Monday, 13 February 2012

Lansdowne Garhwal - Uttarakhand

Walk in the clouds, soak in the emerald environs, tuck into piping hot food or wander aimlessly. come, fall in love with Landsdowne.

The name was stuck in my head.My fauji friends also insisted that it was the right place for an idyllic holiday.And I was also looking for a destination that wasnt crowded.So Lansdowne it was.Leaving Delhi early helped us escape the crazy, rush hour traffic at Meerut.Crossing Bijnor and Najibabad,we tucked into terrific aloo paranthas at a Punjabi dhaba and drove through a thickly forested winding road to Kotdwar,a foothill town that serves as the gateway to the Garhwal Himalayas.
Following the Kotdwar-Pauri road at a leisurely pace whilst capturing the scenic beauty with our cameras, we almost didnt notice the signboard that read Lensdowne.The scent of pine engulfed us.My first view of Lansdowne was breathtaking tall oaks and blue pines stood like sentinels on the mountainside.The forests were dark and deep,just perfect for those long leisurely walks on unknown trails.A little further, the mighty gates of Garhwal Rifles Regimental Centre announced our arrival at Lansdowne.
Perched at 6,000 ft, Lansdowne,originally known as Kalundanda, is home to many valiant Garhwalis. In 1887, the British, on the suggestion of the District Collector of Pauri, and after getting approval from the top brass of the British Empire, established Kalundanda as a military base and renamed it after the then Viceroy of India,Lord Lansdowne.The Garhwal Rifles Regiment set up its headquarters here in 1921, and since then, has maintained and preserved the ecological balance of this heritage military station.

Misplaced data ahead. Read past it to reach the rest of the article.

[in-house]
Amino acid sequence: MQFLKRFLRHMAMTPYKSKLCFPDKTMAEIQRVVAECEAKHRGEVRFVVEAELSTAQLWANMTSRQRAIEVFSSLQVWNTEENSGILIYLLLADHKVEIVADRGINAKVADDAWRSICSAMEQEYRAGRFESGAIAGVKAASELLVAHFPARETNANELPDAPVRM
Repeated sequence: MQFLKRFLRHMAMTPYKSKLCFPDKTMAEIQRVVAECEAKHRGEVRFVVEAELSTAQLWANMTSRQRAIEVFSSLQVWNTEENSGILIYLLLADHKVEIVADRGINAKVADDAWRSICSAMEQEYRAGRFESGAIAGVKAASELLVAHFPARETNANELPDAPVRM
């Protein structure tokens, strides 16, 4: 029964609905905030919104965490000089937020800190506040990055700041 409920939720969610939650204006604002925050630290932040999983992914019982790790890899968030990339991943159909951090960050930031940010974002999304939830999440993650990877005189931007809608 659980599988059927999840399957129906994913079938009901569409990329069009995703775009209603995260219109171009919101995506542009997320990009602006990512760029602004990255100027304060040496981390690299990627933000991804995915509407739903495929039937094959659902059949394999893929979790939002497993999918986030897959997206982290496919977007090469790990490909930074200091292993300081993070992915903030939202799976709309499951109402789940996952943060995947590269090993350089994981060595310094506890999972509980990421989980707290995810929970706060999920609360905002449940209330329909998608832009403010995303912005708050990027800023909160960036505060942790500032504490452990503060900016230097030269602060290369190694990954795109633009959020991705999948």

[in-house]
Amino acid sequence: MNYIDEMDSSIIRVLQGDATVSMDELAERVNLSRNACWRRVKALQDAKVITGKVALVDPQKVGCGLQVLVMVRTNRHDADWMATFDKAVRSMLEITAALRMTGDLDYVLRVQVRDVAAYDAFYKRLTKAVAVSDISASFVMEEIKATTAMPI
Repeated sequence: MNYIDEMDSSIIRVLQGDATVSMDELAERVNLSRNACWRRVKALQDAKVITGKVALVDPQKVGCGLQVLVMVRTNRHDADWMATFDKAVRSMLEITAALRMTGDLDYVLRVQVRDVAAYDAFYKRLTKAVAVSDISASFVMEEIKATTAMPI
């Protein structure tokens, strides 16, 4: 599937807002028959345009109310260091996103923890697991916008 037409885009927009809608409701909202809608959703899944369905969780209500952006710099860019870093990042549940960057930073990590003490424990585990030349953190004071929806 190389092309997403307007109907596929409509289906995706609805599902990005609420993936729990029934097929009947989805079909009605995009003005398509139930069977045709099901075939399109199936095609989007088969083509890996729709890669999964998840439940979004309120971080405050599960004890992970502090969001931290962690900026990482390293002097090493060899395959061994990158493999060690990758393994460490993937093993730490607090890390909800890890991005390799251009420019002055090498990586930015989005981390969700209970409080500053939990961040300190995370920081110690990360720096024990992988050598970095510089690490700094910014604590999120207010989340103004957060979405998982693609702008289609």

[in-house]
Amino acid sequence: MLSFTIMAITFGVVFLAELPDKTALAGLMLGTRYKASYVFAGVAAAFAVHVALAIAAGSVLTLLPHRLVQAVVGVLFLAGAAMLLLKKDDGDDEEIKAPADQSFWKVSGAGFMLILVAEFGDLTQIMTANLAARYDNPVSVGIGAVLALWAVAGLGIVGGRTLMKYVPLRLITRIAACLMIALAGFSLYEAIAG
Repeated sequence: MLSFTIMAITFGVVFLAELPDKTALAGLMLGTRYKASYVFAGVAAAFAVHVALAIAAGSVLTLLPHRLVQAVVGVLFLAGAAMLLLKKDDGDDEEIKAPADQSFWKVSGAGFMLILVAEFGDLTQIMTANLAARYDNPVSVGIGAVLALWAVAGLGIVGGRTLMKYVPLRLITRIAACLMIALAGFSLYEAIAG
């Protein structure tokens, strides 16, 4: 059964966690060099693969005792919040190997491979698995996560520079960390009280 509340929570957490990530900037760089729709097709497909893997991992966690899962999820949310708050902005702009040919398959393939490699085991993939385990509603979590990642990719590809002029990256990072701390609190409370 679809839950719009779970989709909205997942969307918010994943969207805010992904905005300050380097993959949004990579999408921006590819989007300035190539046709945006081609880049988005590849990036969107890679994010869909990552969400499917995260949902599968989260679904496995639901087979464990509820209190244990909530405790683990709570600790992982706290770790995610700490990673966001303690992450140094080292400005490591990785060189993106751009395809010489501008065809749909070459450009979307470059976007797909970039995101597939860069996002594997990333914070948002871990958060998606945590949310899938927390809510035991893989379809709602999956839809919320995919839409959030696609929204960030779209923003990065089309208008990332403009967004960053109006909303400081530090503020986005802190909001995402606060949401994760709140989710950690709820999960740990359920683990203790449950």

The small town square and the main marketplace that flanks both sides of the tiny street,has a number of eating joints.But we left these behind,to drive up a little further, past the GMVN Tourist Bun galow,to a road that led us to Fairydale Resort.True to its name, the resort built in 1902 is set amidst fairytale surroundings.Khandelwalji, host and manager, had organised piping hot lunch and once that was over, advised us on what to see and do in this quaint town.
First on our hastily put together itinerary was Tip-in-Top.If youre the kind whos obsessed with the Himalayas like I am youll love this place for the spectacular views of the mountains.My camera went click click click,until I noticed the menacing clouds that threatened to burst any minute.Hurrying back to the car,we decided to visit St Marys church,barely half-a-kilometre away.
Constructed in 1896 on the upper Mall,the church resonated with choirs and prayers till Independence.Over the years,it fell into a state of neglect and rapid decline.It was restored to its former state of glory by the local regiment.The beauty of the church was not lost on us,as we admired the stained glass windows.From there,we moved to St Johns church located in the midst of the forest and the Garhwal Rifles Regimental War Memorial, which was unveiled by Lord Rawlinson of Trent, the then Commander in Chief of India,on Armistice Day, November 11,1923.Located at Parade Ground,it is a major attraction for tourists.